Author: Pulapre Balakrishnan, Ashoka University
India’s government presented its budget for the coming financial year to parliament on 1 February. The confidence exuded in the accompanying speech by Finance Minister Nirmala Sitharaman was astounding for the extent to which it ignores the struggling state of the Indian economy.
Growth has been declining for over two years. The anticipated 5 per cent growth rate for 2020 is lower than what it was when the Modi government took charge in 2014. Inflation has lowered since then, but was already showing a mild downwards trend. India’s control over inflation has been made easier by declining international oil prices along with the slowing growth.
The unemployment rate is also at a 45-year high. If there is one economic indicator that invariably catches the eye of all economists — academic and professional — it is unemployment. Yet neither the growth slowdown nor high unemployment figured in Sitharaman’s speech. This likely means the government’s short-term policy will fail to address these developments that should be an immediate focus.
These circumstances have not been imposed upon the Indian economy by external forces — there has not been an oil shock or balance of payments crisis. Exports have actually grown faster in the recent past. The causes of India’s slowing growth — by over a third in two years — must be sought from within the domestic economy and domestic policy. It is not difficult to spot the stress point. The economy’s investment rate is declining due to the unincorporated private sector.
Where private investment is declining it is a safe assumption that the government should step up public investment to stimulate the economy. But the Modi government is steadfastly refusing to do so, likely out of a combination of fiscal compulsion and lack of an understanding of how economies work. The fiscal compulsion is the adherence to a glide path that would take the economy to the fiscal deficit-target of 3 per cent of GDP.
Any chosen level of deficit may be attained by different combinations of capital and consumption spending. But the government is unwilling to cut the latter, meaning it is unable to sufficiently raise public investment when it is needed most. This explains in part the expenditure allocation in the budget, with the fiscal numbers also driven by the Modi government’s predilection — if not ideology.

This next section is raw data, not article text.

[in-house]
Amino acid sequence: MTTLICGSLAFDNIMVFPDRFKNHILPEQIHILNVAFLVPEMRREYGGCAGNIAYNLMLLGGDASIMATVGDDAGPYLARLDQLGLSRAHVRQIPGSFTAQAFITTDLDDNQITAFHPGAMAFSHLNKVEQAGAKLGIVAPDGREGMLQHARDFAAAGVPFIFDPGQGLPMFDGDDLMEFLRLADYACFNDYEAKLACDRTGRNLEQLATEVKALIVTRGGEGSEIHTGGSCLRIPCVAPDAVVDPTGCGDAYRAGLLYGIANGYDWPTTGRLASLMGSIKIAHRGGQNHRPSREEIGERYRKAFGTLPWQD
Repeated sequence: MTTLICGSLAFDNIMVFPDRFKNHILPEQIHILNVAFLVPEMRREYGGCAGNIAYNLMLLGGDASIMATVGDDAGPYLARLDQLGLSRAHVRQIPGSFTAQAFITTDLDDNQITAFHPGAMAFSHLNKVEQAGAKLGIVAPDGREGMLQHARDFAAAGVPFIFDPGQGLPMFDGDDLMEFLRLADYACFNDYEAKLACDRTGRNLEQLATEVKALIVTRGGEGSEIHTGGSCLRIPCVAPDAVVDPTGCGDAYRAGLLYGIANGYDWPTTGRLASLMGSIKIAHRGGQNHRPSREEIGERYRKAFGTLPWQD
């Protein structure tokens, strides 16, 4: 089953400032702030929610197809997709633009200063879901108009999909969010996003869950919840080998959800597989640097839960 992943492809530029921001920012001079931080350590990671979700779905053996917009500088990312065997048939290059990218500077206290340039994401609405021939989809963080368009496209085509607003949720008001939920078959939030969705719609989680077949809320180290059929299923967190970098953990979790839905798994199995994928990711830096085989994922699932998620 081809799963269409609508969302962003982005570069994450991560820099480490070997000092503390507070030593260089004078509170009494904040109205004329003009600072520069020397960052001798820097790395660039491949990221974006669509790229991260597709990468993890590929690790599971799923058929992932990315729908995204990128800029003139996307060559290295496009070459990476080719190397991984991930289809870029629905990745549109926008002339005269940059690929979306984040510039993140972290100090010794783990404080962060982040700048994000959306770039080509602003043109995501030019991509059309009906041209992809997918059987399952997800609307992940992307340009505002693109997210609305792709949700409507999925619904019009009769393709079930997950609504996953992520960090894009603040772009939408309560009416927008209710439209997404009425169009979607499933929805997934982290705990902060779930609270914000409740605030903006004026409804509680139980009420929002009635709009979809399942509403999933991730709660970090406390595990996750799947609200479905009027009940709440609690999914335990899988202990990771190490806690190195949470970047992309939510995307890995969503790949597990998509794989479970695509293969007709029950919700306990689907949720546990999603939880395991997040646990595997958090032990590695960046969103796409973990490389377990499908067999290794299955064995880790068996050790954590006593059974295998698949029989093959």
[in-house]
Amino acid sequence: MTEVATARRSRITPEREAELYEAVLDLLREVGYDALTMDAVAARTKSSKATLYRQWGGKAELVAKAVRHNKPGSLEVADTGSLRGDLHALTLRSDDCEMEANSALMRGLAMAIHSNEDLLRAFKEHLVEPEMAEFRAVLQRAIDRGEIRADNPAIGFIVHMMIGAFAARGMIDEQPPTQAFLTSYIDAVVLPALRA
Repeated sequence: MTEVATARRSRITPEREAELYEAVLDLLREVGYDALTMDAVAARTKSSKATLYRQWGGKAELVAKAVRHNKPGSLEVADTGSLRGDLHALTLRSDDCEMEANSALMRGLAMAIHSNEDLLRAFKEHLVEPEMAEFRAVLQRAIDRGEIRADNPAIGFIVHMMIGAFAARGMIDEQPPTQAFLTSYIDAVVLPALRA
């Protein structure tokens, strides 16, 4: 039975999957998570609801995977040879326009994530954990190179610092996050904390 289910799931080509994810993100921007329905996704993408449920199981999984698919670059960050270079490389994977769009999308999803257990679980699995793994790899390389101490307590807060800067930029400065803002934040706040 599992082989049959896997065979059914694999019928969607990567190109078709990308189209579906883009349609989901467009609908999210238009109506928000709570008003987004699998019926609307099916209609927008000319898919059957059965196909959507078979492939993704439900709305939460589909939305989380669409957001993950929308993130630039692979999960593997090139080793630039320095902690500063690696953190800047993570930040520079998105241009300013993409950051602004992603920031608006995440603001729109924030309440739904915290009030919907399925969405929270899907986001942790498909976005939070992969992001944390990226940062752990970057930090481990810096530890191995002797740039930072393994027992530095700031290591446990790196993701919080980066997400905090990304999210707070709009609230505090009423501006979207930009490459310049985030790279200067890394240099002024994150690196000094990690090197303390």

Prime Minister Narendra Modi is committed to neo-liberalism — the view that markets should be given a free run and government intervention should be curtailed. He has been true to his election slogan of ‘minimum government’ — repeated by the Finance Minister in her election speech — and engineered a decline in government expenditure as a share of GDP since 2014. This position has not helped shore up growth, which has taken a beating after the demonetisation in 2016. The latter had involved the public having to turn in approximately 85 per cent of the value of the currency in circulation to banks, part of which was exchanged for new notes and the rest deposited in savings accounts. The demonetisation was greatly disruptive despite the currency in circulation being quickly restored. The economy has slowed in every succeeding year since.
Although the Finance Minister did not make any mention of the growth slowdown, she did commend the budget for its ability to stimulate growth. This claim is based on the reduction of the personal income tax rate for incomes below a threshold. But it is difficult to imagine that this would make a major impact on growth. The economic logic behind the tax cut is that it would lead to greater consumption expenditure that would raise investment by raising output.
The claim is dubious for income tax-payers represent a small percentage of the total population of the country. Again, the only route to raising the investment rate when it is on the downswing is for public investment to be stepped up — which the government refuses to do. The government is stuck in an unhealthy quagmire of not wishing to lower its own consumption expenditure or be seen as cutting subsidies — the sacred cow of Indian politics — even when the subsidies are regressive in their impact.
Pulapre Balakrishnan is Professor of Economics at Ashoka University.